Friday, the FDIC closed eight banks, three in Florida, two in California, and one in each of three other states: Michigan, Massachusetts and Washington. So far this year, the FDIC has closed fifty banks, which puts it on pace to match last year’s 140 closures.
To put this in perspective, in 2008 there were only 25 closures and in 2007 a mere three. There were no bank failures in 2005 and 2006. The surging number of bank failures is another indicator of the severity of the Great Recession.
According to the December 31, 2009 FDIC Quarterly Banking Profile, the FDIC had 702 “problem banks” on its list, nearly three times the 252 at the end of 2008. So, 2010 may see more bank failures than 2009.
With the number of bank failures at such high levels, the FDIC losses are huge. 2007 to date, bank failures have cost the FDIC nearly $60 billion. The 2008 Washington Mutual collapse officially was, at the time, declared the largest in recent history. Now, though, there are reports that the WaMu failure was a “zero cost” to taxpayers. (Sounds like JPMorgan Chase picked up a lot of branches really cheap. Maybe it really does help to have your headquarters in NYC instead of Henderson, NV and Park City, UT.)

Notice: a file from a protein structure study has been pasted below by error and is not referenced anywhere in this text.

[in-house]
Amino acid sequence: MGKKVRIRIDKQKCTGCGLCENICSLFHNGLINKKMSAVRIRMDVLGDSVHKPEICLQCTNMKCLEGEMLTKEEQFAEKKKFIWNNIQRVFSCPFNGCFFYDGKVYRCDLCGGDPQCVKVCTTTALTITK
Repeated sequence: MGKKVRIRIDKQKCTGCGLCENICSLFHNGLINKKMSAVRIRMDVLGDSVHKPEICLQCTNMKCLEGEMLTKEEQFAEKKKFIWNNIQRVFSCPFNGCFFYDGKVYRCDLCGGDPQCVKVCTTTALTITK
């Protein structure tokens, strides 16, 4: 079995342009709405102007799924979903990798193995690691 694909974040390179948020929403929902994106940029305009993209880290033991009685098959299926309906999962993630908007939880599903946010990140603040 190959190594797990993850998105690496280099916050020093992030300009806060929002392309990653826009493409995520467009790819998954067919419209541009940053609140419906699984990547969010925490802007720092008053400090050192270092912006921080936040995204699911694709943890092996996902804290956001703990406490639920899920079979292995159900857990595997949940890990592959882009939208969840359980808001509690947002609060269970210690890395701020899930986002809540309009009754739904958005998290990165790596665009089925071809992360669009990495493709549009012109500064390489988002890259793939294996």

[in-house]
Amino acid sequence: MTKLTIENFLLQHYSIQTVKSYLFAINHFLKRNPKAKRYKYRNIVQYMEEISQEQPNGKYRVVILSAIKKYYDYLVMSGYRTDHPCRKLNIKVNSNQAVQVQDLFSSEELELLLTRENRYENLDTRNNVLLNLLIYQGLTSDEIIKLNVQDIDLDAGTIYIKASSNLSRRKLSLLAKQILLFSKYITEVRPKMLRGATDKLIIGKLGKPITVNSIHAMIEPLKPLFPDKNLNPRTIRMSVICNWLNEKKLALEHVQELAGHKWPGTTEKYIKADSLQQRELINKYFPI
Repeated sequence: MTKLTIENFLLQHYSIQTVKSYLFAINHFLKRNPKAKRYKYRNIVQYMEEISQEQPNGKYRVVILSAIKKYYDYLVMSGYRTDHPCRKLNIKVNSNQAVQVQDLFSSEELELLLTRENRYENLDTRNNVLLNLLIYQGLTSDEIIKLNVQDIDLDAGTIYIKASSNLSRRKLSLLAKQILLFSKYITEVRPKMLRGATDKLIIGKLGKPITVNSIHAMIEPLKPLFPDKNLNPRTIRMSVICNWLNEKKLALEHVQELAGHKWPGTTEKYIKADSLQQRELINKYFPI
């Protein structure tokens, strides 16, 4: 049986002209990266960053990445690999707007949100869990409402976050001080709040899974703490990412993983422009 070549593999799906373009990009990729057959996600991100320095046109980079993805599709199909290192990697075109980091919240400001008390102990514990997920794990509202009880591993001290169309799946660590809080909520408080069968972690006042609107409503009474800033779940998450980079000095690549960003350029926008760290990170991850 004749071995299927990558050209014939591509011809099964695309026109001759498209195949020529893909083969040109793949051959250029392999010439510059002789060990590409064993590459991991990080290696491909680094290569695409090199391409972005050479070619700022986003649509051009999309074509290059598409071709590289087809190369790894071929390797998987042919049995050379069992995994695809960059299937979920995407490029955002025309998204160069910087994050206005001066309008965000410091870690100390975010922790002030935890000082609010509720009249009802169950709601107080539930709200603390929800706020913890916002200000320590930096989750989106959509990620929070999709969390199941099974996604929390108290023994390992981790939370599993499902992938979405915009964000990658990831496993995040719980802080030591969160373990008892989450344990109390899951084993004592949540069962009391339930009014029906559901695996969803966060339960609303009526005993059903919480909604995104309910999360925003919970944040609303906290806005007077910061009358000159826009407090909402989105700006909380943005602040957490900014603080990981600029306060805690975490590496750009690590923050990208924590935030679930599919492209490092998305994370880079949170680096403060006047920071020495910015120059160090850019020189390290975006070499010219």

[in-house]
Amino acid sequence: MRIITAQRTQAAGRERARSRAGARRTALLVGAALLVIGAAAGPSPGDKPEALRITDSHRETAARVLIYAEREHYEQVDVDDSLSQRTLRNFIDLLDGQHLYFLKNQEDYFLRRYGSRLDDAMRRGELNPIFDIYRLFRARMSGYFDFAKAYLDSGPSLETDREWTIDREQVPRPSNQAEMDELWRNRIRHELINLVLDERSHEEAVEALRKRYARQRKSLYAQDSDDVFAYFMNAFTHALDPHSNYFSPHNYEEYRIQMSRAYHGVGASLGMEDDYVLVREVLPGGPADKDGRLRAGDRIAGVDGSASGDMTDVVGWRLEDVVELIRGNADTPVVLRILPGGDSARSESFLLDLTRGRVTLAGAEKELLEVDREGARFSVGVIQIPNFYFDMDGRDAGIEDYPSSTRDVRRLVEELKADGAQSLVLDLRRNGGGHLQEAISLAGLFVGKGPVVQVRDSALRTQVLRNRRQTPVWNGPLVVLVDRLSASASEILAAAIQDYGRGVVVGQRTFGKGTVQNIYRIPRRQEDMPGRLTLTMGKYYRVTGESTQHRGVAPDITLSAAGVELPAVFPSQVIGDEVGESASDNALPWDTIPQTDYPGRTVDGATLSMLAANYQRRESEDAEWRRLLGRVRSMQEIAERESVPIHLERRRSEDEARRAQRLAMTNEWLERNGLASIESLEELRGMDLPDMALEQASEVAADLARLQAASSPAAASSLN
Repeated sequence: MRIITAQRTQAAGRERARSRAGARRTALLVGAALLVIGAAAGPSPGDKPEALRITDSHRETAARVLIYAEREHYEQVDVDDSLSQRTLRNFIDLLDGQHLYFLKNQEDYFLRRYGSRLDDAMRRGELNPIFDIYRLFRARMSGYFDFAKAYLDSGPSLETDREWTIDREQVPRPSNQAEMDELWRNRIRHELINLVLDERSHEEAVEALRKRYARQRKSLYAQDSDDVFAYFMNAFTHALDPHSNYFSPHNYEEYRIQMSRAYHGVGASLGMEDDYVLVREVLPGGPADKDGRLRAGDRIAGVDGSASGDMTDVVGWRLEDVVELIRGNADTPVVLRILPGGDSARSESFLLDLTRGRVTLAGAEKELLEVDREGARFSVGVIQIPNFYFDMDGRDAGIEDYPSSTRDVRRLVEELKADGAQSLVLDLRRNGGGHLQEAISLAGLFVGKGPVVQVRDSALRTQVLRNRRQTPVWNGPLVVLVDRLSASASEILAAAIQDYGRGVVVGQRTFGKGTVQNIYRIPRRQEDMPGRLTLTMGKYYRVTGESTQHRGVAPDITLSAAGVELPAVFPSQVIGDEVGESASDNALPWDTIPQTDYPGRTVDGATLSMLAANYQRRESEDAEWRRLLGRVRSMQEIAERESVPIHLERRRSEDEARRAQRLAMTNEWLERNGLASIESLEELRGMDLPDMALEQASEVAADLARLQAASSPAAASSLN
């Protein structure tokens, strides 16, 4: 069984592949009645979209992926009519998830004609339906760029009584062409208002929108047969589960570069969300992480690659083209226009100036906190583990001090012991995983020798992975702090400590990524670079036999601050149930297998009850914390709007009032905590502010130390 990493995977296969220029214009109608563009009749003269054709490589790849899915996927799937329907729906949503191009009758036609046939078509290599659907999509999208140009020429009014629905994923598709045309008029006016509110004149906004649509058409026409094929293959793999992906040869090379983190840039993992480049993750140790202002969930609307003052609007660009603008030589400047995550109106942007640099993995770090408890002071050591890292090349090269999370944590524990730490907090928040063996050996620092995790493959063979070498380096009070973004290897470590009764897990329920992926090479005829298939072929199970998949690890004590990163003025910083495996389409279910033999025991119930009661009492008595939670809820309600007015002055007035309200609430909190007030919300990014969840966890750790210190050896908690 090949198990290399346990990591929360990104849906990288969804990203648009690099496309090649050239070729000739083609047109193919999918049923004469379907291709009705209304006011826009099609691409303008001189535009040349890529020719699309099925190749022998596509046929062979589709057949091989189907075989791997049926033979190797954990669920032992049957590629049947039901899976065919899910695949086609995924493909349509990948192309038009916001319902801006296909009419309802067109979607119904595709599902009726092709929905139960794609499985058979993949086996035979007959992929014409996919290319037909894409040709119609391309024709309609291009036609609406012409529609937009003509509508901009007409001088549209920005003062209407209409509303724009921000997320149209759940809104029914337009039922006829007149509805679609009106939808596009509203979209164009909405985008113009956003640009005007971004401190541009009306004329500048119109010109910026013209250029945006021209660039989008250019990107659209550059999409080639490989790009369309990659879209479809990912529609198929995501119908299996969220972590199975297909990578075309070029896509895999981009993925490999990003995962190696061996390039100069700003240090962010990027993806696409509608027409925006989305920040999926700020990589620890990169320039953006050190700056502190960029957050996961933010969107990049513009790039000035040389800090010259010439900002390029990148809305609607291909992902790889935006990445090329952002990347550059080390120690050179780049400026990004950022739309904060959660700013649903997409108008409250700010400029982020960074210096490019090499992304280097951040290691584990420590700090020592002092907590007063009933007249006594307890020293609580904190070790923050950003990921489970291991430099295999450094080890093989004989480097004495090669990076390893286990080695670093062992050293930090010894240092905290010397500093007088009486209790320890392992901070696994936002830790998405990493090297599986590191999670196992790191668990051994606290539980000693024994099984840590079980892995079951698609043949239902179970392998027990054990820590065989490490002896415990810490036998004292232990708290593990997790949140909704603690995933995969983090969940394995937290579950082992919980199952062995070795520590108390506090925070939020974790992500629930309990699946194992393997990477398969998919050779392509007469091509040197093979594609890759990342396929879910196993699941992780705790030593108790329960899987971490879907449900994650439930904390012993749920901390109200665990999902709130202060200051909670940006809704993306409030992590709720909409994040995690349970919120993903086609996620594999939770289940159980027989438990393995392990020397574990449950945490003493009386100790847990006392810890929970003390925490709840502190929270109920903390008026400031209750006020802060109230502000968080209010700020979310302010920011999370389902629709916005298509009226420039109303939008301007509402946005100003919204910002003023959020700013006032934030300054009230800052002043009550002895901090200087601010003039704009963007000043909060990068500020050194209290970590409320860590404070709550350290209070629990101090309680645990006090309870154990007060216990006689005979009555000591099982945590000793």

However, the US largest bank failure in history is not on the FDIC’s failure list. That inglorious record is held by Wachovia Bank, which was rolled into Wells Fargo, with the government guaranteeing Wells Fargo against certain losses. With more than $812 in assets, Wachovia came under the “too big to fail” umbrella.
Where’s the deflation?
The 1930s, before the FDIC, saw massive bank failures, somewhere around 9,000. As the banks failed, depositors lost their savings and the nation’s money supply shrank. In short, money disappeared and deflation set in, resulting in falling prices. Deflation is a decrease in the money supply. It is the reduced money supply that results in lower prices.
Today, we have failing banks, but the money supply is not shrinking. That’s because the FDIC and the Fed’s bailout programs, TARP (Troubled Asset Relief Program) being the big one. Who knows what tacit deals have been made.
The threat of deflation guarantees inflation. We have a Fed Head who, supposedly, is an expert on the Great Depression. He has said that all is necessary to prevent another Great Depression is for the Fed to print enough money. Inflation is the problem, not deflation, regardless of how many banks fail. Invest accordingly.